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Capital Cost Threshold
One of several methods for distinguishing between capital costs (Capex) and non-capital costs. There are three types of capital thresholds:
  • The value of the expense (eg., anything over $5,000 is a capital expenditure)
  • The frequency of the expense *(eg., anything that occurs less often than once a year is a capital expense)
  • The definition of the expense (eg., anything that relates to asset "x")
The benchmark at which a capital cost is differentiated from an operating cost.

Some of the merits and advantages of the capital cost threshold are listed below:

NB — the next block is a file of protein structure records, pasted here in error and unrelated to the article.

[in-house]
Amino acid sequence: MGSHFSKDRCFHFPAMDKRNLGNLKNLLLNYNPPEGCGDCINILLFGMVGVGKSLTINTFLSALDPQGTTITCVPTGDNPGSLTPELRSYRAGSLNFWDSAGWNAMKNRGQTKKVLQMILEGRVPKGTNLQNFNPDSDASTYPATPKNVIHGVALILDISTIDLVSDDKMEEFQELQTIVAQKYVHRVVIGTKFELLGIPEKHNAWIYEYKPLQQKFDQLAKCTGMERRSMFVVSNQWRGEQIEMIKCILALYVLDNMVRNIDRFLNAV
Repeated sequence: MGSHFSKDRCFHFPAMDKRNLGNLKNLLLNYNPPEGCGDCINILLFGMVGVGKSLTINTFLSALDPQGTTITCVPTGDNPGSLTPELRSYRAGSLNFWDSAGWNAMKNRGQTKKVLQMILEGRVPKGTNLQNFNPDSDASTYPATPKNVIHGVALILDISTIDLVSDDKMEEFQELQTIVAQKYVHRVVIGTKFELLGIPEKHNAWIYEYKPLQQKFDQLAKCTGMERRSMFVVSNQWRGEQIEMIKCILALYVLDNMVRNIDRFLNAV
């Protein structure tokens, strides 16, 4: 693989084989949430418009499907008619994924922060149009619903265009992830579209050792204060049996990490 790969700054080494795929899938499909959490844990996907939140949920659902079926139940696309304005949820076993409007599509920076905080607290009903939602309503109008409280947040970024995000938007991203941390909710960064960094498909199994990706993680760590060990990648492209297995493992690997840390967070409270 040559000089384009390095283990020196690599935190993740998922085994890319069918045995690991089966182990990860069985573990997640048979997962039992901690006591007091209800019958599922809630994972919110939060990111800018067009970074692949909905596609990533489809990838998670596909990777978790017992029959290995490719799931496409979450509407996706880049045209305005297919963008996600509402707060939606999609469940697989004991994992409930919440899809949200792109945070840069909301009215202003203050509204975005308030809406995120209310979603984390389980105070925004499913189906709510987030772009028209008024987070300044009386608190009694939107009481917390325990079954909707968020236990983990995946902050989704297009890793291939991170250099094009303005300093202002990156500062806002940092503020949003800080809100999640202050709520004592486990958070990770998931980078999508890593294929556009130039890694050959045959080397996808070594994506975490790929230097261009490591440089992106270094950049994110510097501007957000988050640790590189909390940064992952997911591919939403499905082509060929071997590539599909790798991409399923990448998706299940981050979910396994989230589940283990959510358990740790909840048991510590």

• Eliminates many smaller items from the report
  • Avoids duplication of relatively small expenses that are typically funded from the operating budget
Some of the disadvantages or limitations of the capital cost threshold are listed  below:
  • Sometimes a single, small asset may not have material value but does exceed the capital cost threshold as part of a group. Portable assets are example of assets that may only have material value as a group.
  • May result in an underreporting of true life cycle costs.
Fig.  Exterior painting and sealant renewal is sometimes classified as a capital expense.

Fig. Roof renewal is typically a large capital expense
carried out every 15-25 years.

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